|thousands of products ranging from super tiny and light items to really large items |
Isn't the least expensive UPS a $7.50 envelope? First class mail is what, 50 cents? Consider what the consumer is thinking. You need both API's in this case.
|I do know that such a formula would have to not work solely by volume because as we all know from playing tetris, different things fit better it certain places facing certain directions which allow you to get "full rows" (TETRIS!). |
You have it exactly correct and that's an awesome way to put it, but in Tetris, the third dimension, height, and the fourth, weight, are not factors and they are here. :-)
I've done this, and it's not a formula and highly specialized, took me three months to sort it out (and still requires tweaking every time the ^%&%^&% API's make some change.) Somewhere you have to store maximum dimensions so you don't go into oversize boxes, a method of "laying in" items into boxes, then creating multiple box shipments when the max weight OR max dimensions are reached, allowance for box weight and package padding, then assemble it all to pass over to the API and return a list of the possible selections to the user. What a mouthful, huh?
More details here [webmasterworld.com] that may be useful on this one.
@ The .50c first class mail envelope, do they do any type of delivery confirmation with that? I believe that would be a requirement for shipping purchased goods.
If the total weight of all items is < max_weight_of_bx and total volume of all times < max_volume_of_box, then is it a safe assumption that all items will fit and be able tho ship in said box provide that no H, W, or L of any item packaging is greater than the H, W, or L of the box in question?
Wow my typing went out the window on that one! lol... here is the English version:
If the total weight of all the items to be shipped is less than maximum weight allowed for the shipment box, and the total volume of all the items in the order is less than the maximum volume allowed for the shipment box, AND none of the items in the order's length is greater than the boxes L/W OR H, AND none of the items in the orders width is greater than the boxes L/W OR H, AND none of the items in the orders height is greater than the boxes L/W OR H.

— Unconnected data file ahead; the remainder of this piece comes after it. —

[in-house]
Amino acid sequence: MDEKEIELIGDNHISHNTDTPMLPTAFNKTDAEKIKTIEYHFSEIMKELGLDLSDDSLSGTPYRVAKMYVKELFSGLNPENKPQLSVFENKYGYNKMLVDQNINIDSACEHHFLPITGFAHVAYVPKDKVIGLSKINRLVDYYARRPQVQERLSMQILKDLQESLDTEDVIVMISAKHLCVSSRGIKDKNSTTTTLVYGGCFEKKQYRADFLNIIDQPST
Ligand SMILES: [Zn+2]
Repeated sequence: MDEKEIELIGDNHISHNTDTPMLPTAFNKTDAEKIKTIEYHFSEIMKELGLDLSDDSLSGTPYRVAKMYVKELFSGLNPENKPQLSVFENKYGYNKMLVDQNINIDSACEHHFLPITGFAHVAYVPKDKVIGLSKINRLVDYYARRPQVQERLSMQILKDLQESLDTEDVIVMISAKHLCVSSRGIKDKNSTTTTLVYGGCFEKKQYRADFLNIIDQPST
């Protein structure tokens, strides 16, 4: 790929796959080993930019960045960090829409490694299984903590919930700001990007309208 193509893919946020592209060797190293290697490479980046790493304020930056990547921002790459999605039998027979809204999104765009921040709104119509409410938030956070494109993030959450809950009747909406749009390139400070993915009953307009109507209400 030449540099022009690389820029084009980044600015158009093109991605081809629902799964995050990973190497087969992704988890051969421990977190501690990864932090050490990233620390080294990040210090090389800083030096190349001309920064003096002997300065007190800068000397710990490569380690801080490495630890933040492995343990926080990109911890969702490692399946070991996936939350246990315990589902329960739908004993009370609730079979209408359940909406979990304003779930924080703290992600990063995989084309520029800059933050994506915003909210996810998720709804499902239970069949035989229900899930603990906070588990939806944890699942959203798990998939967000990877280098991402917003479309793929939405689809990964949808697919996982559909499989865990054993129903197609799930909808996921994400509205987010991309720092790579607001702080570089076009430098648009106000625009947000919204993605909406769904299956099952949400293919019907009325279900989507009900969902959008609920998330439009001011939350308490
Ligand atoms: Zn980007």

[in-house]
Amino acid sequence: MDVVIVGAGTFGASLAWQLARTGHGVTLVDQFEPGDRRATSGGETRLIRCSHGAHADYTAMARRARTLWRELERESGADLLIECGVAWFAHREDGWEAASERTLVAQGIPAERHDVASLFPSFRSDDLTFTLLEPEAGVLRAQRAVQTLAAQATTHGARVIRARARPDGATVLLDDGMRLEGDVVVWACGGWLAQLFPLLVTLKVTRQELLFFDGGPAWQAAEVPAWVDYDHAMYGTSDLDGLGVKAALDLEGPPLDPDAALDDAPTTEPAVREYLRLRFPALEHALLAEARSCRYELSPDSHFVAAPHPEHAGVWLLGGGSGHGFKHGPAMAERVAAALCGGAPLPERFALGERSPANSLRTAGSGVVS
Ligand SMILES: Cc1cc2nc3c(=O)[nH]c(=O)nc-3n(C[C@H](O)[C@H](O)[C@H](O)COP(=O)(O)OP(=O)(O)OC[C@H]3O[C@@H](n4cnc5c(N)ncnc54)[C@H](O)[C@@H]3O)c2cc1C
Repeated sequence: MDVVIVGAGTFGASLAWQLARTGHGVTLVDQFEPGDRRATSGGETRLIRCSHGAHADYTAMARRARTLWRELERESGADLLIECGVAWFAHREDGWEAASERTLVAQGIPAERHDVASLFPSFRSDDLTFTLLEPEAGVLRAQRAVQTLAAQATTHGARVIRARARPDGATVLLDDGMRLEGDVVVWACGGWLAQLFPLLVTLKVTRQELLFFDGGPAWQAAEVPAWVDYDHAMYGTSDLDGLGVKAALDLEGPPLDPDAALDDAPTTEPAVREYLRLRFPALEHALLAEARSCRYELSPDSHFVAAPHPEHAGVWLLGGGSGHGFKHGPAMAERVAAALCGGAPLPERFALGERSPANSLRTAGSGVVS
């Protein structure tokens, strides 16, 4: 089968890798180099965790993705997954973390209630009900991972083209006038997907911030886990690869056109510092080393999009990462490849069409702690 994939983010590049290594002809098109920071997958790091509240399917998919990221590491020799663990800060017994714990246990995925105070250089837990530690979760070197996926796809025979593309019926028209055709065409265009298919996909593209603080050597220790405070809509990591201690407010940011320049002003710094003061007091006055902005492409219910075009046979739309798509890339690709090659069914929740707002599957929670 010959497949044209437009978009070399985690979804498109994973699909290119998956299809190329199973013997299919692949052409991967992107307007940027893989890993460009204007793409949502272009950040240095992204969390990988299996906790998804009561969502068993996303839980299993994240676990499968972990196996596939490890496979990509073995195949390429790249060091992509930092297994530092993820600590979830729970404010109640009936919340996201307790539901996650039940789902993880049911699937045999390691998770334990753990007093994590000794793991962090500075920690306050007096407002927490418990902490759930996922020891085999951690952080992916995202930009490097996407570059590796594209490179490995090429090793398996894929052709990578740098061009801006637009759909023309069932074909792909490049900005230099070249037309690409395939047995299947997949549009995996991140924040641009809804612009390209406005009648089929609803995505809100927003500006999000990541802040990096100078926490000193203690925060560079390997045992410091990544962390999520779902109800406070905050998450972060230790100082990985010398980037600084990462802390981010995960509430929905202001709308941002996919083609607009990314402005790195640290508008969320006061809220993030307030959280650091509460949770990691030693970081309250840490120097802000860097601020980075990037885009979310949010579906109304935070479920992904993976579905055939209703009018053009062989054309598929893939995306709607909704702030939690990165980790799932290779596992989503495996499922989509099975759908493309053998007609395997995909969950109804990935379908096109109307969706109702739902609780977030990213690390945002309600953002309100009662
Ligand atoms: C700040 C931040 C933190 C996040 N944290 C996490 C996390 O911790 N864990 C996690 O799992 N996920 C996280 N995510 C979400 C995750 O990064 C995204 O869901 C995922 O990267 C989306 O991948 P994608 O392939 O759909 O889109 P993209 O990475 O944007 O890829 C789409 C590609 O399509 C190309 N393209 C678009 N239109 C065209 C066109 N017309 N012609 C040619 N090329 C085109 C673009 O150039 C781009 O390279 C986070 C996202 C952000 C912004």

Notice the use of AND & OR where applicable.
Can I get a confirmation on this formula? Any math majors out there? Because if this will be 90% accurate, I think I have a winner.
Yesterday, while procrastinating about some work that I should be doing even now, I started to research this topic and even started a fragment of code. There's actually a good deal of information out there, but the stuff I found seemed to be mostly theoretical.
I think you're on the right track with your approach. It's the sort of thing that you'll know you're getting close as soon as you run a few tests.
I have a new idea of my own that I might play with tonight since it seems my cable box has gone into a funk.
[duplicate post, delete]
[edited by: rocknbil at 5:41 pm (utc) on Jan 21, 2011]
|The .50c first class mail envelope, do they do any type of delivery confirmation with that? I believe that would be a requirement for shipping purchased goods. |
It's not a requirement, it's an option. We let the users decide by displaying all available options for the parcel (see previous link.)
|If the total weight of all the items to be shipped is less than maximum weight allowed for the shipment box, and the total volume of all the items in the order is less than the maximum volume allowed for the shipment box, AND none of the items in the order's length is greater than the boxes L/W OR H, AND none of the items in the orders width is greater than the boxes L/W OR H, AND none of the items in the orders height is greater than the boxes L/W OR H. |
Some things fall apart with this. There will be conditions where all of those are true, but see your tetris comparison - these items many not "fit together" as you expect. That's why I went with the "laying in" approach.
You start by arranging the boxes from longest to shortest, allowing the w and h to apply as variables. This determines the longest box you will need.
Then you begin adding widths, keeping track of the tallest height. If the next box length is short enough to fit behind the previous one, you don't add to the box width, like
---- first item -------
- second item - - third item -
When the box width is reached/exceeded, you go to the next layer.